The factional divisions within the Gauteng ANC have been apparent for some time. Zuma's decision to appoint Nomvula Mokonyane as premier ahead of Paul Mashatile in 2009 angered Mashatile, who is now arts and culture minister and chair of the ANC in the province.
"Public representatives and political parties ought to work hard and honestly to deserve the support of the citizens," said Molefe.
But while many of the UDF's leaders – including the likes of Helen Joseph and Albertina Sisulu – may have held the moral high ground then, many ANC leaders have been tainted with corruption, political careerism and factionalism.
"The ANC does not consist of infallible human beings," said Molefe. "Neither does it guarantee that none of its members will act wrongfully or falter in the course of discharging their responsibilities."
But Molefe added that it wasn't all bad.
"Stories carried in the media about a few leaders who fail in office should not mar the efforts of the many senior officials and members of the organisation who conduct themselves appropriately."
At a New Age business breakfast last week to commemorate the UDF's anniversary, Molefe said that there was nothing wrong with cadre deployment.
"People say there should be no cadre deployment. There should be cadre deployment to advance the transformation agenda," said the ex-general secretary of the UDF.
But he emphasised that people appointed in the public service must have the requisite skills, the New Age reported.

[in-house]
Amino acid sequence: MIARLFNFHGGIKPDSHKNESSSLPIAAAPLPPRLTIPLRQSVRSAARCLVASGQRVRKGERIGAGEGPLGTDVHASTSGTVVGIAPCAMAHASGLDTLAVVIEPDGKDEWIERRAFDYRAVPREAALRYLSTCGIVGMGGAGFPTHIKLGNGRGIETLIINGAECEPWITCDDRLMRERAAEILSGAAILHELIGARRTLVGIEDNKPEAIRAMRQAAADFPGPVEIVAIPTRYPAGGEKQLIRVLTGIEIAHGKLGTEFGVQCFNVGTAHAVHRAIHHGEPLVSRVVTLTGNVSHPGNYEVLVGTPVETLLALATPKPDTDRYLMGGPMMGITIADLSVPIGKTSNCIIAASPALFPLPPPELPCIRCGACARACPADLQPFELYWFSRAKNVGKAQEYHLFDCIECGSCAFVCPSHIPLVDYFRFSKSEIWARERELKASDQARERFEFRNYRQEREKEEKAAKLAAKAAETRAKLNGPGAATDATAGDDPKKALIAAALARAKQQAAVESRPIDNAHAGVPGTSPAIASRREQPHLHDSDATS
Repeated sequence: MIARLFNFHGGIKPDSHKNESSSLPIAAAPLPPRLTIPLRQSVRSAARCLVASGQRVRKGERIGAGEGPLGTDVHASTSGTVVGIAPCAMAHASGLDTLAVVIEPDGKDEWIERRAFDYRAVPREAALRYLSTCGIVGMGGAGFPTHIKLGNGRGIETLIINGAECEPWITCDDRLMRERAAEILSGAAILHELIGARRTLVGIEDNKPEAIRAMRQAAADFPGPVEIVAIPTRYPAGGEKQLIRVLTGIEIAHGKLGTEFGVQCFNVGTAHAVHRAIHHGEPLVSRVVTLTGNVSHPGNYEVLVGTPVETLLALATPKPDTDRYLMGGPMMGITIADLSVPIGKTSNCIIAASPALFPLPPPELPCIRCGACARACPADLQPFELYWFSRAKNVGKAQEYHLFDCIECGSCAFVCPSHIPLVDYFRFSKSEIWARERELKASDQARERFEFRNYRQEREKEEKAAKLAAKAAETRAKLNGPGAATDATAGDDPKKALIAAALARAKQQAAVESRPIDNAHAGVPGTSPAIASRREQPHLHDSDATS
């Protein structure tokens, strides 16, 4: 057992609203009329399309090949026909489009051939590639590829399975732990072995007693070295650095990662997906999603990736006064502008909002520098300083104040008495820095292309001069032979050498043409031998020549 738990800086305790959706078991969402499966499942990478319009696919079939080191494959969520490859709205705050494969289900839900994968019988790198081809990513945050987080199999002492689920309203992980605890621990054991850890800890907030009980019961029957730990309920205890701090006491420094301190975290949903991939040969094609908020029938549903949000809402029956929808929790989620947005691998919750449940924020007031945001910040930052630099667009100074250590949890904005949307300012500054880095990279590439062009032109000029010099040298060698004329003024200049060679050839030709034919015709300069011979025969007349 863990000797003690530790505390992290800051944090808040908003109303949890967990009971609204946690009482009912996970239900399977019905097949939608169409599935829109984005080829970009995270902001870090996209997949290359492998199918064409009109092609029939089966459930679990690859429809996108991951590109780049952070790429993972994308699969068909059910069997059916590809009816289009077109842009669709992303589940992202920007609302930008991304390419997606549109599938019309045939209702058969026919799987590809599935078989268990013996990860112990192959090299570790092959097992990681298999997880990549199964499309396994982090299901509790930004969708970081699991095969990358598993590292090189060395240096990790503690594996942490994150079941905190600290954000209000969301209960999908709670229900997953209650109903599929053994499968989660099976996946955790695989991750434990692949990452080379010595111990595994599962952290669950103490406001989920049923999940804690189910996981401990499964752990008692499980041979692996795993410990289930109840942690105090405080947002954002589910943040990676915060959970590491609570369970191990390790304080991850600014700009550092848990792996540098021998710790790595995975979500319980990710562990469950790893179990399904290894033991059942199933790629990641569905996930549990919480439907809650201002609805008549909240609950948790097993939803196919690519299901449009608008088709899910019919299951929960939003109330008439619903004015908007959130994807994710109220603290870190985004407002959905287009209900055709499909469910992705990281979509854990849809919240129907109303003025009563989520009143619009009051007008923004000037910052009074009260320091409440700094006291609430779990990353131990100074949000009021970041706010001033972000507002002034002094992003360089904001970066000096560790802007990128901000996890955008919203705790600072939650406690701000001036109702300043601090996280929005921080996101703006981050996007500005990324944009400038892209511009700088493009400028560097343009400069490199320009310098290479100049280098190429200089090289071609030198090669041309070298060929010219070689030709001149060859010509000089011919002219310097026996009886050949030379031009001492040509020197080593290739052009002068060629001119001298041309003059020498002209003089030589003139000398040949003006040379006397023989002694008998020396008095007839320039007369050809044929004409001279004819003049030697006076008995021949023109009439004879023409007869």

Asked whether the ANC was being soft on corruption, as evinced by its stance on the Gupta family's controversial use of Waterkloof Air Base, the building of the president's residence at Nkandla, and the arms deal inquiry, Molefe said all of the issues were being addressed or investigated.
"To my knowledge none of the three issues mentioned above were swept under the carpet," he said. "We have witnessed recently action taken against specific individuals. There are legal mechanism and internal party processes to deal with the challenges of impropriety."
'A massive rally'
Meanwhile, the ANC in KwaZulu-Natal will hold what they've described as "a massive rally" in Durban's Sugar Ray Xulu Stadium to commemorate the UDF's 30th anniversary, on Friday. Molefe will deliver a keynote address and, along with other ANC leaders, visit the home of former UDF stalwart Archie Gumede.
But those who were active in the UDF in the Western Cape are disillusioned with the cause they once fought for.
"Then we helped to make it happen, to work for change. We burnt tyres in the roads, we carried out the campaigns of resistance," Isaac Langeveld, a 62-year-old former activist told the M&G in a previous report.
"But I don't know what we have achieved because people here are still living in poverty. Promises were made and not kept. I have started working with the youth, as they are our future now."
His view was shared by another former UDF member, Dawood Meyer, now 63, who also lives in windswept Rocklands. He said he was also present at the big launch and was involved in the resistance campaigns run by the UDF.
"It has been a big disappointment for us as there is still so much poverty around," he said. "Ever since 1994, they have forgotten about us. The government used the UDF for its own purposes."